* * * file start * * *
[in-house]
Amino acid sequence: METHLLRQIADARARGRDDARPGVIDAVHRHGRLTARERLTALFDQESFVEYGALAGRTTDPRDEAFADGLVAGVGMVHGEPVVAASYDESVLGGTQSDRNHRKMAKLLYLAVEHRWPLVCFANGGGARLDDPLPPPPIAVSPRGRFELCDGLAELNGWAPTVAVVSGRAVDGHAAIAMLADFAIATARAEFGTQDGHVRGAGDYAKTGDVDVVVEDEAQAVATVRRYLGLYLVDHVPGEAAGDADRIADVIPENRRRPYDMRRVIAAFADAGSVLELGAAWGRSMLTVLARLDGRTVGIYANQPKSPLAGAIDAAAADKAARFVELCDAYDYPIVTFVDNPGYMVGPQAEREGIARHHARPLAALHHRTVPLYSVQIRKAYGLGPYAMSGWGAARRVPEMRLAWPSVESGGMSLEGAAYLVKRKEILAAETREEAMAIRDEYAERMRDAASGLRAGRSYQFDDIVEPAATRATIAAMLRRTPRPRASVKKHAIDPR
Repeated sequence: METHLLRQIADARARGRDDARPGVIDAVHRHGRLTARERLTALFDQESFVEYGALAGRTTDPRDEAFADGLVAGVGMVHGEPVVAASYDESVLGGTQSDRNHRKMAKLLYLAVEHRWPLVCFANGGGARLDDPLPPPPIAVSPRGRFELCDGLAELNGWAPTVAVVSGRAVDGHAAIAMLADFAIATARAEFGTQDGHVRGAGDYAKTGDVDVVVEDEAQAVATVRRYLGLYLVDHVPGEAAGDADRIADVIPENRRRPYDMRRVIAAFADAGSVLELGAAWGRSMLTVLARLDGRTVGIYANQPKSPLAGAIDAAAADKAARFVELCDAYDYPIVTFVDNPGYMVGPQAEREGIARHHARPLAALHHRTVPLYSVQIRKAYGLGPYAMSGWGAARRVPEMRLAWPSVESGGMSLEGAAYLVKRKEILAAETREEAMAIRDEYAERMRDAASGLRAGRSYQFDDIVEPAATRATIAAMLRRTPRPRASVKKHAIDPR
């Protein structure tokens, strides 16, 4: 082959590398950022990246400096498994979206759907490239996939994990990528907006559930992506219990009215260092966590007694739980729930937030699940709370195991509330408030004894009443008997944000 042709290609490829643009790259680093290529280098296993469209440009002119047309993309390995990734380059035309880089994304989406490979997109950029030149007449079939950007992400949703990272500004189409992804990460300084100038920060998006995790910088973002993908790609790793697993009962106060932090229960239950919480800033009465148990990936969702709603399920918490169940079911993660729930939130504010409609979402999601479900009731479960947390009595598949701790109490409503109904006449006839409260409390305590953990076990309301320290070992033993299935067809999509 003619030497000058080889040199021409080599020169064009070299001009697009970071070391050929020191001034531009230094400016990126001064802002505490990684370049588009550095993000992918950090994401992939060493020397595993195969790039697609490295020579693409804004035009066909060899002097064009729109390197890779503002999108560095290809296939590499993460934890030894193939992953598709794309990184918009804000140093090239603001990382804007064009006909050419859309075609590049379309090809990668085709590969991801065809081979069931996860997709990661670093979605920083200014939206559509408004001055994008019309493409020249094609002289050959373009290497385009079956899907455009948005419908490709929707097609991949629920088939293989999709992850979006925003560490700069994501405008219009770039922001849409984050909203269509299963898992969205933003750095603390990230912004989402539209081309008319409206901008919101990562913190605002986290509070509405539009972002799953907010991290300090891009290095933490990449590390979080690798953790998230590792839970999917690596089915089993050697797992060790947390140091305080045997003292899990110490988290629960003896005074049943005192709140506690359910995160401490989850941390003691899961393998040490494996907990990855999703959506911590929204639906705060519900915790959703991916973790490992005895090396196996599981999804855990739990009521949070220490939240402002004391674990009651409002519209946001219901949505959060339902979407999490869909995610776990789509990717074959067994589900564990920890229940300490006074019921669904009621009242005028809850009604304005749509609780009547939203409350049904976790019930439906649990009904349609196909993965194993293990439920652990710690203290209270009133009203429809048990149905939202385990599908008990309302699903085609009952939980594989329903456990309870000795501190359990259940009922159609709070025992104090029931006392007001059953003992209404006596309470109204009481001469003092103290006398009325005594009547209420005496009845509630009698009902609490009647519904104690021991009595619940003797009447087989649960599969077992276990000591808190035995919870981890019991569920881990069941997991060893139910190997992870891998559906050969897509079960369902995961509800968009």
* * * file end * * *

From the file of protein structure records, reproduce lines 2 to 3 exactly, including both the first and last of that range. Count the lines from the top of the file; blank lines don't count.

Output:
Amino acid sequence: METHLLRQIADARARGRDDARPGVIDAVHRHGRLTARERLTALFDQESFVEYGALAGRTTDPRDEAFADGLVAGVGMVHGEPVVAASYDESVLGGTQSDRNHRKMAKLLYLAVEHRWPLVCFANGGGARLDDPLPPPPIAVSPRGRFELCDGLAELNGWAPTVAVVSGRAVDGHAAIAMLADFAIATARAEFGTQDGHVRGAGDYAKTGDVDVVVEDEAQAVATVRRYLGLYLVDHVPGEAAGDADRIADVIPENRRRPYDMRRVIAAFADAGSVLELGAAWGRSMLTVLARLDGRTVGIYANQPKSPLAGAIDAAAADKAARFVELCDAYDYPIVTFVDNPGYMVGPQAEREGIARHHARPLAALHHRTVPLYSVQIRKAYGLGPYAMSGWGAARRVPEMRLAWPSVESGGMSLEGAAYLVKRKEILAAETREEAMAIRDEYAERMRDAASGLRAGRSYQFDDIVEPAATRATIAAMLRRTPRPRASVKKHAIDPR
Repeated sequence: METHLLRQIADARARGRDDARPGVIDAVHRHGRLTARERLTALFDQESFVEYGALAGRTTDPRDEAFADGLVAGVGMVHGEPVVAASYDESVLGGTQSDRNHRKMAKLLYLAVEHRWPLVCFANGGGARLDDPLPPPPIAVSPRGRFELCDGLAELNGWAPTVAVVSGRAVDGHAAIAMLADFAIATARAEFGTQDGHVRGAGDYAKTGDVDVVVEDEAQAVATVRRYLGLYLVDHVPGEAAGDADRIADVIPENRRRPYDMRRVIAAFADAGSVLELGAAWGRSMLTVLARLDGRTVGIYANQPKSPLAGAIDAAAADKAARFVELCDAYDYPIVTFVDNPGYMVGPQAEREGIARHHARPLAALHHRTVPLYSVQIRKAYGLGPYAMSGWGAARRVPEMRLAWPSVESGGMSLEGAAYLVKRKEILAAETREEAMAIRDEYAERMRDAASGLRAGRSYQFDDIVEPAATRATIAAMLRRTPRPRASVKKHAIDPR